Normally I am involved with discussing and commenting on new age communications technology and all the advantages it brings to building both business and personal relationships. Going from an age where my parents rarely (like once-a-year for five minutes at Christmas) made phone calls to their relatives 2,000 miles away to one where grandparents can watch their grandchildren on video calls across continents and oceans at no charge is certainly revolutionary. The snail mail post office did a lot of business in those decades-ago times.
But today I want to acknowledge all those participating in bringing new technology to the medical field. Many of these researchers and medical professionals work quietly in the background with their achievements getting nowhere near the publicity of social networking, mobile smartphones and IP-based communications.
Why do I say that? Because for the second time in six years I am about to go through a life-extending medical procedure that allows me to watch my sons and daughter build their careers and my grandchildren to grow up. Hopefully it will also allow me to continue to share advice and information based on my own experience in business and participating in the worldwide discussion of IP-based communications.
This procedure was not available ten years ago; whatever they did for this condition at the time was a much, much riskier open surgery. To some degree I have been able to follow first hand the evolution of stenting technology; my own son is a cardiologist and training in these techniques on an interventional cardiology fellowship; i.e. – doing angiograms and the follow up angioplasty or stenting procedures for heart-related conditions.
In my case I will be having an endovascular stent repair done by a vascular surgeon to address a life-threatening aortic aneurysm uncovered when getting an x-ray for a completely different reason. Let’s also say that modern CT scan imaging technology also had a role to play here. This is a condition that shows no external symptoms and only gets discovered via imaging for other conditions or when an aneurysm bursts; it’s called a ‘silent killer’ for a reason. Twice now I have been very lucky. And you get to appreciate each day of life as it comes.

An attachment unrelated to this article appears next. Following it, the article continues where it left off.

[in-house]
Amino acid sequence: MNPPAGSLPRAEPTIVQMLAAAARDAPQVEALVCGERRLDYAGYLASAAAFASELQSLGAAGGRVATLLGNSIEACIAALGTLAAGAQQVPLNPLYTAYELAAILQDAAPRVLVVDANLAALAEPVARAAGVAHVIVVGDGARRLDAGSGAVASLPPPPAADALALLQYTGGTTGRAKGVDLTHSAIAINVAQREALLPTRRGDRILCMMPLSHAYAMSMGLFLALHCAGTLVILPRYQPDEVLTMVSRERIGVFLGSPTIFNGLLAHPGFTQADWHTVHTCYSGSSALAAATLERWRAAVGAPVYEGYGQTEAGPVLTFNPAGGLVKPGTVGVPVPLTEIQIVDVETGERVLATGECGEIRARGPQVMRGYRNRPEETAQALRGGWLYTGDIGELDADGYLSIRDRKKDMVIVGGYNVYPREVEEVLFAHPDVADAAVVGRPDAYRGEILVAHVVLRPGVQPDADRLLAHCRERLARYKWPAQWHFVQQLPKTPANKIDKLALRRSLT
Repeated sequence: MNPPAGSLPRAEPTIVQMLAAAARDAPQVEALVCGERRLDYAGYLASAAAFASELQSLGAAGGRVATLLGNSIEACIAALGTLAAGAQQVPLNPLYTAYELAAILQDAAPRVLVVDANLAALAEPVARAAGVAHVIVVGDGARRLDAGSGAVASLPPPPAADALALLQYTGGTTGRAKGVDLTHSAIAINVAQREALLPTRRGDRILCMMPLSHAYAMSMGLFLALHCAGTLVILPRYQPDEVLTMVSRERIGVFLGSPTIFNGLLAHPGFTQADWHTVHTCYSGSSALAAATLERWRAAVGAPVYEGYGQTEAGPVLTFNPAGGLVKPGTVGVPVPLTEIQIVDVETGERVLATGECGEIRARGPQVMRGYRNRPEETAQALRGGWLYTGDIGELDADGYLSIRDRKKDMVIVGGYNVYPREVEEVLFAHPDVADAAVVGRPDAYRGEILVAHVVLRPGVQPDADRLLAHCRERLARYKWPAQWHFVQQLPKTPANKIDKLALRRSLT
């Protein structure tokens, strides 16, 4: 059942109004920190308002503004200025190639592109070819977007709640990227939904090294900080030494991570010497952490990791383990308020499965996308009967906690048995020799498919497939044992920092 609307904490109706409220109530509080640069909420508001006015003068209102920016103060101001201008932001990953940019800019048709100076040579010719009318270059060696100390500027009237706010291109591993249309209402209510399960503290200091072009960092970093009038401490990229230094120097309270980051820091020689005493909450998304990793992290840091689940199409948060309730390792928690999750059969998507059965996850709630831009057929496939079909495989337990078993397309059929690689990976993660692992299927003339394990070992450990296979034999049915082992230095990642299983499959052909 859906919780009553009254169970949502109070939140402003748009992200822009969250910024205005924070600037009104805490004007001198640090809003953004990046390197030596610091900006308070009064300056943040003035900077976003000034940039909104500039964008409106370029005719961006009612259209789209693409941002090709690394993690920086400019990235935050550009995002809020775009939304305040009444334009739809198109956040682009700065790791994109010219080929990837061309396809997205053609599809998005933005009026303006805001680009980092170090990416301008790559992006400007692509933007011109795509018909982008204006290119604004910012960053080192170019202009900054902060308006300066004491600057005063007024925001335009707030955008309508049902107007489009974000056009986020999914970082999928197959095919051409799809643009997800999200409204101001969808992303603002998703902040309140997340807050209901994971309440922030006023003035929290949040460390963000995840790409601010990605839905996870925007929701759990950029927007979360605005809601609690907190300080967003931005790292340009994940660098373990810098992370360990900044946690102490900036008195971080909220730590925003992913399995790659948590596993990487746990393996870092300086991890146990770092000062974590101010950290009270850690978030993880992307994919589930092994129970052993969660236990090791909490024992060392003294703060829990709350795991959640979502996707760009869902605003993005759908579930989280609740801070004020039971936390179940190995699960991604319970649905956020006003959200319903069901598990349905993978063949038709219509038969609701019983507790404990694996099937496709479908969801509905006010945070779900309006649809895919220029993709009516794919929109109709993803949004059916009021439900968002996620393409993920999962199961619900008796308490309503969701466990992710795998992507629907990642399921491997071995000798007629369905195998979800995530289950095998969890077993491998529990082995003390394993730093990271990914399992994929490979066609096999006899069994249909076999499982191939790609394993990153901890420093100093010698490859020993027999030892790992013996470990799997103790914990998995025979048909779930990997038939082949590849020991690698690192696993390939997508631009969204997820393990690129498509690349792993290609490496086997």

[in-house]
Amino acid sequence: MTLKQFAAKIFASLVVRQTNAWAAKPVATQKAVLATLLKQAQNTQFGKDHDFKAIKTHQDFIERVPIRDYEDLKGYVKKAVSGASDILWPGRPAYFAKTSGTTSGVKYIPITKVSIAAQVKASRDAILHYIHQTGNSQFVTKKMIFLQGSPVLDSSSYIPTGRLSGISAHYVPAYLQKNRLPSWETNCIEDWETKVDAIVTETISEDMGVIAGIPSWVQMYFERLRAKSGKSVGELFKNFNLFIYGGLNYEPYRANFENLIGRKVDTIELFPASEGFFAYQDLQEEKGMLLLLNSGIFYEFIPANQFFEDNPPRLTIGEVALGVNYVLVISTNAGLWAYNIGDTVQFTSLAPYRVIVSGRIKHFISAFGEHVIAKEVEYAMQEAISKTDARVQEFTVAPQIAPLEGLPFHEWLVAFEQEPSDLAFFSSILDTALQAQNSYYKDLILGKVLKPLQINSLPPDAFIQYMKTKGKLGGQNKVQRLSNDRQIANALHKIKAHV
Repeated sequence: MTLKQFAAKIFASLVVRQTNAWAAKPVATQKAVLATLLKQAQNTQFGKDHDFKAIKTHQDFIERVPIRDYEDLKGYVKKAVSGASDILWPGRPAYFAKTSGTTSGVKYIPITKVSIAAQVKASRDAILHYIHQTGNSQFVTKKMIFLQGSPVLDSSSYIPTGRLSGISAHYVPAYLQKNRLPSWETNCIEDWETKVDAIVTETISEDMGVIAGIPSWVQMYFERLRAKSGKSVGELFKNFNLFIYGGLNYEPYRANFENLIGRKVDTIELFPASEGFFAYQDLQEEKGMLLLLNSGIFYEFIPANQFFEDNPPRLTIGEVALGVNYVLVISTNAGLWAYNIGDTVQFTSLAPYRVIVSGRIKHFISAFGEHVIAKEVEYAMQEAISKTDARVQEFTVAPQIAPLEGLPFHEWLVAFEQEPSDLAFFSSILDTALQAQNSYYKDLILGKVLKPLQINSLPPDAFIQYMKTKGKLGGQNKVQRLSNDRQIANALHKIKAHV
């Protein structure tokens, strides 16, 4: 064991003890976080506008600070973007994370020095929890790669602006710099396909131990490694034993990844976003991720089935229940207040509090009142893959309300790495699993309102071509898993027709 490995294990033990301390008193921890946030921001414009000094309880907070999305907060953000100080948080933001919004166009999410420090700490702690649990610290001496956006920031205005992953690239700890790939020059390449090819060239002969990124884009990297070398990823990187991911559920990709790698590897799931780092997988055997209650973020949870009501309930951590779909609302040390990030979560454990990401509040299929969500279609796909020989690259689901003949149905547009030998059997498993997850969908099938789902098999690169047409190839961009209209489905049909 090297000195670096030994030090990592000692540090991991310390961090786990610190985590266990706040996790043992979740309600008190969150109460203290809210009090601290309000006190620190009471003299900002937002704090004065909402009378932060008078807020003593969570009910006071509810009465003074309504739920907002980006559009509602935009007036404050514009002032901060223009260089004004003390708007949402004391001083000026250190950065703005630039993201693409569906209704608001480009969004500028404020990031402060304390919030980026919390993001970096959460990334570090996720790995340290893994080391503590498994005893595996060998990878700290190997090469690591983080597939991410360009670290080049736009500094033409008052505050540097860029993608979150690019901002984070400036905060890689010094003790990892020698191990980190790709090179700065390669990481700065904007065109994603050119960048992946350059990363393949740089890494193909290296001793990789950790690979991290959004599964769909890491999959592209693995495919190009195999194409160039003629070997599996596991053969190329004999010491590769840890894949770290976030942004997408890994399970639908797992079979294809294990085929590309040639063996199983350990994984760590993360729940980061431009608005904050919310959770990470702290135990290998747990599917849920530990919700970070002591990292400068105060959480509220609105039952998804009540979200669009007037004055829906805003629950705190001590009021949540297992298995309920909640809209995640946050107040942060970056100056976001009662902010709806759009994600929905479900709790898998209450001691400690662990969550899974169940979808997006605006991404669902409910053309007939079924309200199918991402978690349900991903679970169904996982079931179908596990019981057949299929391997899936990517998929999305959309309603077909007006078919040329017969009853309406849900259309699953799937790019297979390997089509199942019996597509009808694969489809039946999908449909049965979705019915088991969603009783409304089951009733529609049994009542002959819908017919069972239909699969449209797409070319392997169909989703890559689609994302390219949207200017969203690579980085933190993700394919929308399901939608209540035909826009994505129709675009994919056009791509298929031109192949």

Here is one statement I found about endovascular repair procedures:
“Interventional radiology has made enormous contributions to the progress of modern medicine in the last few decades. No other group of specialists have contributed so many innovations, especially in the field of minimally invasive therapy, for such a broad range of diseases in such a short period of time. Endovascular abdominal aortic aneurysm repair has been one of those great innovations,” said Mohan (an M.D. at St. Francis Hospital in Evanston, IL). “I believe endovascular aortic repair will be the procedure of choice for emergency treatment of ruptured aneurysms in the future. It has proven valuable and it saves lives,” he added.
Bottom line: we wonder why the Canadian government recently introduced legislation to extend the eligibility age for “Old Age Security” – a Canadian version of U.S. Social Security – from 65 to 67, starting in ten years time. As long as new life-extending medical procedures and treatments become available life expectancy will continue to increase and have an impact on our economy.
For my part I just want to extend my appreciation to the many oft-unrecognized medical professionals and associated researchers and medical industry players who have been responsible for making a difference in my life.
I look forward to rejoining the discussion in a week or two.